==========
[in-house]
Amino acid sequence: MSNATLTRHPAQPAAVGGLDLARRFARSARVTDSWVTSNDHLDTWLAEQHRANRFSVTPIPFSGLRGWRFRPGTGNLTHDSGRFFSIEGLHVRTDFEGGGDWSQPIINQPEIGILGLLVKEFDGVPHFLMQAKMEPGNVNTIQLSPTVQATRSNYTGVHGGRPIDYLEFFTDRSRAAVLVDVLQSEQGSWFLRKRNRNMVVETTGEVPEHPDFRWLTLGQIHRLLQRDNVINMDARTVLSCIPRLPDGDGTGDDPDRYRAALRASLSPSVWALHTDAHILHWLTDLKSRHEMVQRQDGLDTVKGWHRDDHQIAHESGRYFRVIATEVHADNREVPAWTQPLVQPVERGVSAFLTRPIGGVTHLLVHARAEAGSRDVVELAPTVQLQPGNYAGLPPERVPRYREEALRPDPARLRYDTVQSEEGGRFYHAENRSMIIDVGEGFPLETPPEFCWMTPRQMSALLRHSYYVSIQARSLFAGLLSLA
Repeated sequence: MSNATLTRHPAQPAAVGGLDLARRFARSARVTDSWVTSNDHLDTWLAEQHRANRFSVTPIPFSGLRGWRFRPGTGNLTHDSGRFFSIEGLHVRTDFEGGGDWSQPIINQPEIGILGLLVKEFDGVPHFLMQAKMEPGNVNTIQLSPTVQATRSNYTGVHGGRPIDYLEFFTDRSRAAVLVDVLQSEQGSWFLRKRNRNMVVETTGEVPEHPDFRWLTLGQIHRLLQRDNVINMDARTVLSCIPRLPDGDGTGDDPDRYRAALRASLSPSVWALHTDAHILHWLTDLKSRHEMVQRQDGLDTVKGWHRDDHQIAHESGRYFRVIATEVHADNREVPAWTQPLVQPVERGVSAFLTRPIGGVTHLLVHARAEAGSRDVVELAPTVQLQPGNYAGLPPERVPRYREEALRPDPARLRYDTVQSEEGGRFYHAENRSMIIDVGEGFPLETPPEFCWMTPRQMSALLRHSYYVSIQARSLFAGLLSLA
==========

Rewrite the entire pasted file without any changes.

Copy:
[in-house]
Amino acid sequence: MSNATLTRHPAQPAAVGGLDLARRFARSARVTDSWVTSNDHLDTWLAEQHRANRFSVTPIPFSGLRGWRFRPGTGNLTHDSGRFFSIEGLHVRTDFEGGGDWSQPIINQPEIGILGLLVKEFDGVPHFLMQAKMEPGNVNTIQLSPTVQATRSNYTGVHGGRPIDYLEFFTDRSRAAVLVDVLQSEQGSWFLRKRNRNMVVETTGEVPEHPDFRWLTLGQIHRLLQRDNVINMDARTVLSCIPRLPDGDGTGDDPDRYRAALRASLSPSVWALHTDAHILHWLTDLKSRHEMVQRQDGLDTVKGWHRDDHQIAHESGRYFRVIATEVHADNREVPAWTQPLVQPVERGVSAFLTRPIGGVTHLLVHARAEAGSRDVVELAPTVQLQPGNYAGLPPERVPRYREEALRPDPARLRYDTVQSEEGGRFYHAENRSMIIDVGEGFPLETPPEFCWMTPRQMSALLRHSYYVSIQARSLFAGLLSLA
Repeated sequence: MSNATLTRHPAQPAAVGGLDLARRFARSARVTDSWVTSNDHLDTWLAEQHRANRFSVTPIPFSGLRGWRFRPGTGNLTHDSGRFFSIEGLHVRTDFEGGGDWSQPIINQPEIGILGLLVKEFDGVPHFLMQAKMEPGNVNTIQLSPTVQATRSNYTGVHGGRPIDYLEFFTDRSRAAVLVDVLQSEQGSWFLRKRNRNMVVETTGEVPEHPDFRWLTLGQIHRLLQRDNVINMDARTVLSCIPRLPDGDGTGDDPDRYRAALRASLSPSVWALHTDAHILHWLTDLKSRHEMVQRQDGLDTVKGWHRDDHQIAHESGRYFRVIATEVHADNREVPAWTQPLVQPVERGVSAFLTRPIGGVTHLLVHARAEAGSRDVVELAPTVQLQPGNYAGLPPERVPRYREEALRPDPARLRYDTVQSEEGGRFYHAENRSMIIDVGEGFPLETPPEFCWMTPRQMSALLRHSYYVSIQARSLFAGLLSLA